In The Court Of The Crimson King (An Observation By King Crimson)

Artist: King Crimson
Label: Atlantic
Catalog#: SD 8245
Format: Vinyl
Country: United States
Released: 1969-10
A1 21st Century Schizoid Man (Including Mirrors) 6:52

Written-By - Greg Lake
Written-By - Michael Giles
Written-By - Robert Fripp

A2 I Talk To The Wind 5:40
A3 Epitaph (Including (A) March For No Reason; (B) Tomorrow And Tomorrow) 8:30

Written-By - Greg Lake
Written-By - Michael Giles
Written-By - Robert Fripp

B1 Moonchild (Including (A) The Dream; (B) The Illusion) 12:09

Written-By - Greg Lake
Written-By - Michael Giles
Written-By - Robert Fripp

B2 The Court Of The Crimson King (Including (A) The Return Of The Fire Witch; (B) The Dance Of The Puppets) 8:48

Written-By - Ian McDonald


Artwork By [Cover] - Barry Godber
Bass, Lead Vocals - Greg Lake
Drums, Percussion - Michael Giles
Engineer - Robin Thompson
Engineer [Assistant] - Tony Page
Guitar - Robert Fripp
Keyboards, Mellotron, Woodwind, Vibraphone, Featuring [Reeds] - Ian McDonald
Lyrics By, Other [Illumination] - Peter Sinfield
Other [Equipment] - Vick and Dik
Producer - King Crimson
Vocals - Ian McDonald
Vocals - Michael Giles


Produced for E.G. Productions, 'David & John'.
Recorded at Wessex Sound Studios, London.

Strawberry Bricks Entry:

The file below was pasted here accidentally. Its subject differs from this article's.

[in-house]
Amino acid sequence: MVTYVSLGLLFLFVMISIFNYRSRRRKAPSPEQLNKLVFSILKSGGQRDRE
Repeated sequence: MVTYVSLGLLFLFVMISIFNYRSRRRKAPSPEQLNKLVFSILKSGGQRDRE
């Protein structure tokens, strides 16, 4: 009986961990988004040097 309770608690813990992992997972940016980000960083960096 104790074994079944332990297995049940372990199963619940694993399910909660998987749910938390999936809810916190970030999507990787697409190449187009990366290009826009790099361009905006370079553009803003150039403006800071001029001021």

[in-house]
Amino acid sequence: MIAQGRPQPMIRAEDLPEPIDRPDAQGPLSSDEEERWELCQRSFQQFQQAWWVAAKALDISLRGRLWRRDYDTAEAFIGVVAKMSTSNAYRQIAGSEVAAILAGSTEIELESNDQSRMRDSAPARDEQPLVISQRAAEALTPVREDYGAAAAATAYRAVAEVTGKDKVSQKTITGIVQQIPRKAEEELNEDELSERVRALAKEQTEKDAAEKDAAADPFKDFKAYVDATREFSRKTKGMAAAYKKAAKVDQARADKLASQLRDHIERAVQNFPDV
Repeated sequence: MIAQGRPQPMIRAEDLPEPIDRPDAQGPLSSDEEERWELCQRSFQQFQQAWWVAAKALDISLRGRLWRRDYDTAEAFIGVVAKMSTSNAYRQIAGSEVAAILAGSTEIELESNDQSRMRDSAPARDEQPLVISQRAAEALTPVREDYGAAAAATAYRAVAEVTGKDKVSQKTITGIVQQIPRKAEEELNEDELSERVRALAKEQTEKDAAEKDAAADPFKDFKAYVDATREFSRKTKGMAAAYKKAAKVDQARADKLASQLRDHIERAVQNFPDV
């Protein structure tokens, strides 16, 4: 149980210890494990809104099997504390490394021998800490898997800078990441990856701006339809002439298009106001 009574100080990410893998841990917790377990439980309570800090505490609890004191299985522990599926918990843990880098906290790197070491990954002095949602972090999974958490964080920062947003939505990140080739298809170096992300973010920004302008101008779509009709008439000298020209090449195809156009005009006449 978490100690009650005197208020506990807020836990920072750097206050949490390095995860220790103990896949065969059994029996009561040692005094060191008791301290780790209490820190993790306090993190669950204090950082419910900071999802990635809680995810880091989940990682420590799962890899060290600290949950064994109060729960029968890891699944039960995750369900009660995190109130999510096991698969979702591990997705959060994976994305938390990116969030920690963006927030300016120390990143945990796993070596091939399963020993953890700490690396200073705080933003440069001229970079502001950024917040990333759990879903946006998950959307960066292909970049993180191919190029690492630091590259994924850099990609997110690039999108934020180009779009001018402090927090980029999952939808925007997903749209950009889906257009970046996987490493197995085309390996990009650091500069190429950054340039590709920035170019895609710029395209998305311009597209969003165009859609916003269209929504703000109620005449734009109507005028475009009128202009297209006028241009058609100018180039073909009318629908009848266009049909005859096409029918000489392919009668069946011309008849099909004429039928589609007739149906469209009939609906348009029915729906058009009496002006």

The painstakingly documented history of King Crimson begins with their birth on January 13th, 1969 in the basement of the Fulham Palace Café, London. The trio of Giles, Giles & Fripp had expanded a year earlier with the arrival of Ian McDonald. Lyricist Peter Sinfield, McDonald's songwriting partner, became the band's fifth member; this included the duties of road manager, light artist, resident hippie, etc. Yet at Robert Fripp's persistence, fellow Bournemouth guitarist Greg Lake joined on bass and vocals, replacing Peter Giles; Lake had previously been in The Gods. The recording of their debut album was twice abandoned (once with The Moody Blues' producer Tony Clark), but a third self-produced effort, with E.G. Management's David Enthoven and John Gaydon footing the bill, proved successful. The power of the band is immediately apparent as "21st Century Schizoid Man" blasts away: King Crimson resounds like nothing before it. Propelled by Michael Giles's inventive drumming, the band's interplay is precise, and their sound is simultaneously immense yet detailed; Fripp's screeching guitar solo is positively terrifying. The Mellotron figures prominently, dominating both "Epitaph" and the title track. This was no mere accessory; rather, the band were writing specifically for the instrument. It's an important point as the technology of the era was instrumental in defining the genre of progressive rock. The album's gentler moments, "I Talk to the Wind" and "Moonchild," showcase McDonald's ability as a composer and Fripp's grace (and considerable jazz influence) as a guitarist, especially in the latter's improvised half. Here the band is both mature and meticulous. Throughout the album, King Crimson display their talents. Listening to the flute solo in the title track, it's obvious that McDonald is an accomplished soloist; yet that he's showing us he can play is central to the progressive aesthetic as well: There is no hiding his virtuosity or creativity; in fact, he's flaunting it. Even Sinfield's words, sympathetic to Lake's voice, soar, though it's a matter of taste as to whether they "crack at the seam." In The Court Of The Crimson King sets a new standard for rock music, on what Pete Townshend called an "uncanny masterpiece." The cover art, a harrowing face painted by Barry Godber, also would set the album apart. King Crimson's timely supporting slot at The Rolling Stones' free concert in London's Hyde Park in July was most fortunate. Consequently, the album-arguably the first prog rock record-awaited a flurry of interest; it peaked at No. 5 in the UK, while in the US it broke into the Top 30. King Crimson ended their first year with a two-month tour of the US.
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